Content of the material
What Are Look-Through Earnings?
Look-through earnings take the current period earnings of a company (as reported in a quarterly or annual report) and add to that figure all sources of earnings expected in the long-run. Look-through earnings are not necessarily a quantity; instead, look-through earnings is based on the concept that a firm’s value is ultimately determined by how retained earnings are invested in future years by the firm to produce more earnings.
The term “look-through earnings” is attributed to Warren Buffett, who prefers this concept to overcome limitations of accounting rules in determining the intrinsic values of companies. Buffett is more interested in the long-term earnings-generation capacity of a firm and less so in the annual reported numbers in its financial statements.
Key Takeaways Warren Buffett coined the concept of look-through earnings as a way of dealing with what he perceived as accounting limitations on balance sheets.Look-through earnings consist of both monies paid out to investors and funds reinvested by a company.According to Buffett, look-through earnings are a more realistic portrayal of a firm's annual gains and therefore provide a better picture of its actual value to investors.
Scenario: John Smiths Portfolio
To illustrate this point, assume John Smith, an average investor, has a portfolio consisting of two securities: Walmart and Coca-Cola. Both of these companies pay a portion of their earnings out as dividends, but if John were only to regard the cash dividends received as income, he would ignore most of the money that was accruing to his benefit. To truly see how his investments are performing, John needs to calculate his look-through earnings. In effect, he is answering the question of how much after-tax cash he would have today if the companies were to pay out 100% of the reported profit.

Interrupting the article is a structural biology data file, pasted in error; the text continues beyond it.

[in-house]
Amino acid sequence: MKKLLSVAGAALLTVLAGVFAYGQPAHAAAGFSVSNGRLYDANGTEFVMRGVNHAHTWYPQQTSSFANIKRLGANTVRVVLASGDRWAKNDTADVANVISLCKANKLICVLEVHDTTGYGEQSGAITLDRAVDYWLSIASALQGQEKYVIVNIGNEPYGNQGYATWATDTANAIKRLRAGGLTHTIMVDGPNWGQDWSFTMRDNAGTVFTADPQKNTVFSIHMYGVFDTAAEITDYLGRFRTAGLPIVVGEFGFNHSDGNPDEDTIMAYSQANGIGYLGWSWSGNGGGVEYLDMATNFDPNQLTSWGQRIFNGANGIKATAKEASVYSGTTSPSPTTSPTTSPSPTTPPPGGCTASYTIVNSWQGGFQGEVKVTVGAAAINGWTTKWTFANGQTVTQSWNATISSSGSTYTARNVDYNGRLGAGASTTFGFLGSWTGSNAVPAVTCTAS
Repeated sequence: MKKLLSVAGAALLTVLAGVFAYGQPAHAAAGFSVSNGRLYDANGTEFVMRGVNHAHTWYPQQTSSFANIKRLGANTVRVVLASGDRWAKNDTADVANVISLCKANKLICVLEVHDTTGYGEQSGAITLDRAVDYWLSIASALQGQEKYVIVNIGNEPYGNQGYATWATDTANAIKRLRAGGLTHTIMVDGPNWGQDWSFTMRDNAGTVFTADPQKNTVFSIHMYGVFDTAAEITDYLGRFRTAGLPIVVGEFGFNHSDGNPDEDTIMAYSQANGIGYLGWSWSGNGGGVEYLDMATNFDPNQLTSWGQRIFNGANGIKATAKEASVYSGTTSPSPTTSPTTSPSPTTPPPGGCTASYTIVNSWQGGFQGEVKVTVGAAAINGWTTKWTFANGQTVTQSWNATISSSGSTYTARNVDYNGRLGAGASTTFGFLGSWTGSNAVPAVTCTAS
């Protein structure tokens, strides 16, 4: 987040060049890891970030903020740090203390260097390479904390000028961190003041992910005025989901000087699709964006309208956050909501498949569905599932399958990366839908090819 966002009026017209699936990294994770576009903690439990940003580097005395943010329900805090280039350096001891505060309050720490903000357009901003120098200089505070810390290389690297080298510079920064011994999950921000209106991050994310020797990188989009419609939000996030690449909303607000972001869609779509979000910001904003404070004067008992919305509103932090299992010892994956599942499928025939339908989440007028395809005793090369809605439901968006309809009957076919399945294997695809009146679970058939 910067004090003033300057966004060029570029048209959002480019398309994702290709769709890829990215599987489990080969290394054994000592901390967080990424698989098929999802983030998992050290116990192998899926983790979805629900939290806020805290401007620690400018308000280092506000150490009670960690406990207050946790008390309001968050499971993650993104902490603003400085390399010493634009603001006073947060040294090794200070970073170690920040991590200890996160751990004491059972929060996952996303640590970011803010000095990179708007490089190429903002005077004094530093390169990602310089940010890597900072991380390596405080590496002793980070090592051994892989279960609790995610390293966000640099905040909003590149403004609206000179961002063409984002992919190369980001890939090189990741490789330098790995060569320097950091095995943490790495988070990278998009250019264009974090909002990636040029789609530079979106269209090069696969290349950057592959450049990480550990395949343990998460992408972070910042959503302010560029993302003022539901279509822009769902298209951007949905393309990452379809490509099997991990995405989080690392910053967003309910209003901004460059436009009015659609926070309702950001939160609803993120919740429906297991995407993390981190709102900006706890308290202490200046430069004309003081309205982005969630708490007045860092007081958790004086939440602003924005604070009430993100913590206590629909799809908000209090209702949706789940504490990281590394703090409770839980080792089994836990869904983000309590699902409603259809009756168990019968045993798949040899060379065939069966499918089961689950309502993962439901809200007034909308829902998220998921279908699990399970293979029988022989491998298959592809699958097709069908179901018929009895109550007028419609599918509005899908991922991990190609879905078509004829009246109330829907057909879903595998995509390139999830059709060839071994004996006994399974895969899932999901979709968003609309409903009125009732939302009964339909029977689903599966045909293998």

Stock Position 1: Walmart
Suppose Walmart reported diluted earnings per share of $2.03, John's dividends are taxed at 15%, and he owns 5,000 shares of Walmart. His look-through earnings would be the following:
$2.03 diluted earnings x 5,000 shares = $10,150 pre-tax
$10,150 x (1 – 0.15 tax rate) = $8,627.50.
Stock Position 2: Coca-Cola
Suppose Coca-Cola reported diluted earnings per share of $1.00, and John owns 12,000 shares of the company’s common stock. His look-through earnings would be the following:
$1.00 diluted earnings x 12,000 shares = $12,000 pre-tax
$12,000 x (1 – 0.15 tax rate) = $10,200.
John's Look-Through Earnings
By calculating the total look-through earnings generated by his stock holdings, we discover that John has look-through earnings of $18,827.50 after-tax ($8,627.50 + $10,200). It would be a mistake for him only to pay attention to the $6,630 that was received as cash dividends on an after-tax basis; the other $12,197.50 that had been plowed back into the two companies was accruing to his benefit.
Overall, one can thus see that Berkshire clearly continues to trade at a sizeable discount to the broad market, and that does not even include any adjustments for its large cash position yet. We believe that the current discount for Berkshire’s shares could result in more upside potential over the coming years. If Berkshire’s real earnings multiple would rise to 20, that would equate to share price gains of 25% from the current level.
Berkshire’s current book value multiple of 1.26 is also below the historical norm, which is in line with our belief that shares have upside potential still. They looked more attractive in spring, well below $200, but they are not fully valued yet. Considering the quality of the company and the profit growth that will likely occur in 2021, Berkshire could still be a solid buy in the $220 range. Buffett’s decision to spend heavily on share repurchases during the third quarter further underlines that Berkshire’s shares are indeed a solid value around current levels.